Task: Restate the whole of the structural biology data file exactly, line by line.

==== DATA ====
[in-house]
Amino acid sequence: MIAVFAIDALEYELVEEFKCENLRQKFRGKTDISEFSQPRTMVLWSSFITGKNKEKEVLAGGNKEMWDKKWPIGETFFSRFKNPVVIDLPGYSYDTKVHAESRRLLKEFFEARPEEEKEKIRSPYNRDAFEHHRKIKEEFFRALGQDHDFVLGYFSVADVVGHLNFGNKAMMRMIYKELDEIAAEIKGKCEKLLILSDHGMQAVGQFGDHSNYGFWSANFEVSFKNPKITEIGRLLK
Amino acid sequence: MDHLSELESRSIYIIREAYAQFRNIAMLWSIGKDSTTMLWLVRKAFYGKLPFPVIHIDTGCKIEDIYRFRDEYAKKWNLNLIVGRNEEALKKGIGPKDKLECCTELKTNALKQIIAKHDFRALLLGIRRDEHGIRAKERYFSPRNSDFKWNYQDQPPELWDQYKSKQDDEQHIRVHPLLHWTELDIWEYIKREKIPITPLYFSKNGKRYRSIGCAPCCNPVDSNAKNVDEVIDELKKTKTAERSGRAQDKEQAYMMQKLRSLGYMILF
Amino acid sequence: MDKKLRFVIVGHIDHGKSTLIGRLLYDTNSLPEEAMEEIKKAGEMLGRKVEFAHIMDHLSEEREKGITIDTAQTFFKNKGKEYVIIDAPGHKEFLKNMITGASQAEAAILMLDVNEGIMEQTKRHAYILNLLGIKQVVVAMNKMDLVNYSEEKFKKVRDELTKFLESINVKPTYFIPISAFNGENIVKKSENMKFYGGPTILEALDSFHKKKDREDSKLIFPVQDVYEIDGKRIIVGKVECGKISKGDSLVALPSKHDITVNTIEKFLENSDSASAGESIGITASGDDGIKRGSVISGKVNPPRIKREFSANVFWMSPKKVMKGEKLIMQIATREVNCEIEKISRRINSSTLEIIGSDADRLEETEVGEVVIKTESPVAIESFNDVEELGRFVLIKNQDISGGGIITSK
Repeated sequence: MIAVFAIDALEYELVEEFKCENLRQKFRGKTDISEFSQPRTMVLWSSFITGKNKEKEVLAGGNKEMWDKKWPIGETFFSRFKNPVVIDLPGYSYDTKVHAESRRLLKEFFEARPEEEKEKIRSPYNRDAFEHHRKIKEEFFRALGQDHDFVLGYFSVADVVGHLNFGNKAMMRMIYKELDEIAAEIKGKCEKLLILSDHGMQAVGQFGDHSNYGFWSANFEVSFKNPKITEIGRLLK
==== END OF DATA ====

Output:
[in-house]
Amino acid sequence: MIAVFAIDALEYELVEEFKCENLRQKFRGKTDISEFSQPRTMVLWSSFITGKNKEKEVLAGGNKEMWDKKWPIGETFFSRFKNPVVIDLPGYSYDTKVHAESRRLLKEFFEARPEEEKEKIRSPYNRDAFEHHRKIKEEFFRALGQDHDFVLGYFSVADVVGHLNFGNKAMMRMIYKELDEIAAEIKGKCEKLLILSDHGMQAVGQFGDHSNYGFWSANFEVSFKNPKITEIGRLLK
Amino acid sequence: MDHLSELESRSIYIIREAYAQFRNIAMLWSIGKDSTTMLWLVRKAFYGKLPFPVIHIDTGCKIEDIYRFRDEYAKKWNLNLIVGRNEEALKKGIGPKDKLECCTELKTNALKQIIAKHDFRALLLGIRRDEHGIRAKERYFSPRNSDFKWNYQDQPPELWDQYKSKQDDEQHIRVHPLLHWTELDIWEYIKREKIPITPLYFSKNGKRYRSIGCAPCCNPVDSNAKNVDEVIDELKKTKTAERSGRAQDKEQAYMMQKLRSLGYMILF
Amino acid sequence: MDKKLRFVIVGHIDHGKSTLIGRLLYDTNSLPEEAMEEIKKAGEMLGRKVEFAHIMDHLSEEREKGITIDTAQTFFKNKGKEYVIIDAPGHKEFLKNMITGASQAEAAILMLDVNEGIMEQTKRHAYILNLLGIKQVVVAMNKMDLVNYSEEKFKKVRDELTKFLESINVKPTYFIPISAFNGENIVKKSENMKFYGGPTILEALDSFHKKKDREDSKLIFPVQDVYEIDGKRIIVGKVECGKISKGDSLVALPSKHDITVNTIEKFLENSDSASAGESIGITASGDDGIKRGSVISGKVNPPRIKREFSANVFWMSPKKVMKGEKLIMQIATREVNCEIEKISRRINSSTLEIIGSDADRLEETEVGEVVIKTESPVAIESFNDVEELGRFVLIKNQDISGGGIITSK
Repeated sequence: MIAVFAIDALEYELVEEFKCENLRQKFRGKTDISEFSQPRTMVLWSSFITGKNKEKEVLAGGNKEMWDKKWPIGETFFSRFKNPVVIDLPGYSYDTKVHAESRRLLKEFFEARPEEEKEKIRSPYNRDAFEHHRKIKEEFFRALGQDHDFVLGYFSVADVVGHLNFGNKAMMRMIYKELDEIAAEIKGKCEKLLILSDHGMQAVGQFGDHSNYGFWSANFEVSFKNPKITEIGRLLK